RT Hon Penny Mordaunt MP, Minister for Women and Equalities, addressed delegates in her keynote speech at LGBT charity Stonewall’s Workplace Conference today (Friday 26 April). During her speech she highlighted the role organisations and businesses can play in pushing forward LGBT equality.
The cabinet member told the London conference: ‘For some LGBT people, it can still take immense courage just to be themselves. While many battles have been won, complacency is not an option.’
She also called on senior leaders in the room to step up as role models for inclusion and diversity in their companies and communities.
She said: ‘In order to build the businesses of tomorrow we need workforces that are able to authentically be themselves. When you get this right, when LGBT employees are accepted and celebrated, they will be able to thrive.’
Other speakers at the conference included Stonewall’s Bi Role Model of the Year Hafsa Qureshi from the Ministry of Justice and Nour Shaker from Vodaphone who is the company’s Trans Advisor for Vodafone UK’s LGBT+ Friends Network.
Held at the QEII centre in London, delegates attended a diverse range of sessions delivered by experts in the field, giving them the tools and confidence to make their workplaces welcoming environments for all LGBT staff.
For the first time ever select conference sessions were live streamed around the world. Supported by P&G, the innovative remote access scheme allowed employees across global organisations to hear from leading professionals on advancing LGBT inclusion internationally.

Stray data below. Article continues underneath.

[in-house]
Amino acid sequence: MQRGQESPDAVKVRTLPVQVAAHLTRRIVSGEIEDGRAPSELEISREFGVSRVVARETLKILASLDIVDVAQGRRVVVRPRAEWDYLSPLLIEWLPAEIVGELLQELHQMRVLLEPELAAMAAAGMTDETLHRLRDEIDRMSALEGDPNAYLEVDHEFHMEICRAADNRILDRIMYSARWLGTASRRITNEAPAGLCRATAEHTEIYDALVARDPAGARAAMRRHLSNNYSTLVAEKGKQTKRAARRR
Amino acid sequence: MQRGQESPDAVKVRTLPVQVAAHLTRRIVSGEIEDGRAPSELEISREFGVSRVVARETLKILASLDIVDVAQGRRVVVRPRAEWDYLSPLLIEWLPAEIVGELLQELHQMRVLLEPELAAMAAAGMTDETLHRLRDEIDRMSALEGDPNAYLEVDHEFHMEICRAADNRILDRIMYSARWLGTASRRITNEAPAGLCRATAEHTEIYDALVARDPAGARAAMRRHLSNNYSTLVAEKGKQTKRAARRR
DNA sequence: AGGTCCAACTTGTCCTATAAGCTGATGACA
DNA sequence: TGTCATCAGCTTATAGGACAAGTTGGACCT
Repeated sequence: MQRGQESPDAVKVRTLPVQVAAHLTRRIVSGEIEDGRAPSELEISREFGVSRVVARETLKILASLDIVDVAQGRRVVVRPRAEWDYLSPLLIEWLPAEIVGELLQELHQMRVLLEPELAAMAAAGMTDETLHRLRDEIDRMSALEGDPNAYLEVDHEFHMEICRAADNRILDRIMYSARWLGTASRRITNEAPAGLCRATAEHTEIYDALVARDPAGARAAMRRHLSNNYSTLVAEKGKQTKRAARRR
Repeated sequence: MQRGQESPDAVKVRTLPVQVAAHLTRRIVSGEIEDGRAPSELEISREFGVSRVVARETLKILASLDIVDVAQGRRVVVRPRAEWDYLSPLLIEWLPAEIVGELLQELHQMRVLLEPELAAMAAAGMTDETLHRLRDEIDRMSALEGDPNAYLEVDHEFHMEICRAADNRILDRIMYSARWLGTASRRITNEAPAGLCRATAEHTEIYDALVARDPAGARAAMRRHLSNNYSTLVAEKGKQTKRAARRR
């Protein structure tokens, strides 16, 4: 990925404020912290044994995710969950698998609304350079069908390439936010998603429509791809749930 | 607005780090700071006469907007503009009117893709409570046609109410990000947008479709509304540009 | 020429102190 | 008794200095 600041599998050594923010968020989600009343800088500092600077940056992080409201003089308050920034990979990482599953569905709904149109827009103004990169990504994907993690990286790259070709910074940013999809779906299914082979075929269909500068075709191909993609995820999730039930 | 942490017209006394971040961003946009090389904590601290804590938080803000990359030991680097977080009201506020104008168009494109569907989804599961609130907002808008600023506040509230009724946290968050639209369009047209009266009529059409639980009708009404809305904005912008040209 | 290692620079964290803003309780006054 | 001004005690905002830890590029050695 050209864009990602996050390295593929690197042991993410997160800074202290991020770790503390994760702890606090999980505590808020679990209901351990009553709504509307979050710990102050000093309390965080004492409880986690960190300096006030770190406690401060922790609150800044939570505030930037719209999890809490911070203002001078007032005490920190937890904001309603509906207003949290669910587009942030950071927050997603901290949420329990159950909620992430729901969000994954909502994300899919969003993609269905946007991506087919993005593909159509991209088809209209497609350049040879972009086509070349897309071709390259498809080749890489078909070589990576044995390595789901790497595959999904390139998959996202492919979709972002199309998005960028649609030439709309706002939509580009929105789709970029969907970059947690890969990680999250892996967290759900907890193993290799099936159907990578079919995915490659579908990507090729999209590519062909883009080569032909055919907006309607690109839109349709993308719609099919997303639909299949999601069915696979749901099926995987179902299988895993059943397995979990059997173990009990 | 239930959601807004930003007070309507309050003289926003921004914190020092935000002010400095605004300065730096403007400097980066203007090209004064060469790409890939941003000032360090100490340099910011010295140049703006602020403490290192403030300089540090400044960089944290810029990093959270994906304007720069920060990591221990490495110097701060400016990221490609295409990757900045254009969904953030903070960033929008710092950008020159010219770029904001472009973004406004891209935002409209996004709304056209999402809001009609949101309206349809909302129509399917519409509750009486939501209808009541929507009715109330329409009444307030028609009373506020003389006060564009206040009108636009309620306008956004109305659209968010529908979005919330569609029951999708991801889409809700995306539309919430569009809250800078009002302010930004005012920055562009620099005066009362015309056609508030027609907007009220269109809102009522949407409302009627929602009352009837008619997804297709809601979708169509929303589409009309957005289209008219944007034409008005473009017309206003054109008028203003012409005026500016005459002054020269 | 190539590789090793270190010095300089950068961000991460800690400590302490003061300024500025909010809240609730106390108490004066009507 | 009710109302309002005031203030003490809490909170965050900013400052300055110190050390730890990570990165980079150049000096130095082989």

The day wrapped up with an insightful panel discussion on the intersections of LGBT identity and faith, with speakers including Reverend Jide Macaulay founder and CEO of House of Rainbow, Surat-Shaan Knan of Liberal Judaism and Rahni Binjie of Imkaan.
This year was the biggest Workplace Conference the LGBT charity has ever hosted, with over 800 delegates attending the annual event which is Europe’s leading conference on lesbian, gay, bi and trans inclusion in the workplace.
Minister for Women and Equalities Penny Mordaunt said: ‘In today’s world, any company not taking action on equality will be left behind. Simply put, organisations cannot afford to exclude talented people, or to limit their potential.
‘I want all workplaces to be a welcoming and supportive environment for everybody, so LGBT people can do their best and get on in life. That’s why through our LGBT Action Plan we are working to better understand the experiences of LGBT staff and helping businesses to be more inclusive.’
Stonewall’s CEO Ruth Hunt gave her final Workplace Conference speech following a tribute from the charity’s Chair of the Board of Trustees Jan Gooding. Stonewall’s Chair praised Ruth Hunt’s inspirational leadership and unmatched drive over the last five years.
Ruth Hunt, Stonewall’s Chief Executive, said: ‘This year’s conference takes place a month before we celebrate Stonewall’s 30th birthday. We sometimes forget that it wasn’t that long ago that being LGBT meant you could be fired from work or denied service because of who you are. Stonewall, along with many other businesses, organisations, and activists worked hard to change that.
‘But even today, more than a third of LGBT staff (35 per cent) still hide their identity at work for fear of discrimination. While it’s important to celebrate how far we’ve come, we cannot be complacent. Every one of us has the power to create positive change, not just in our workplaces, but also in our local communities, places of worship, sports club and schools. Now more than ever, we need to come together as a collective of diverse people, united in a desire to create a more inclusive world where all LGBT people are accepted without exception.’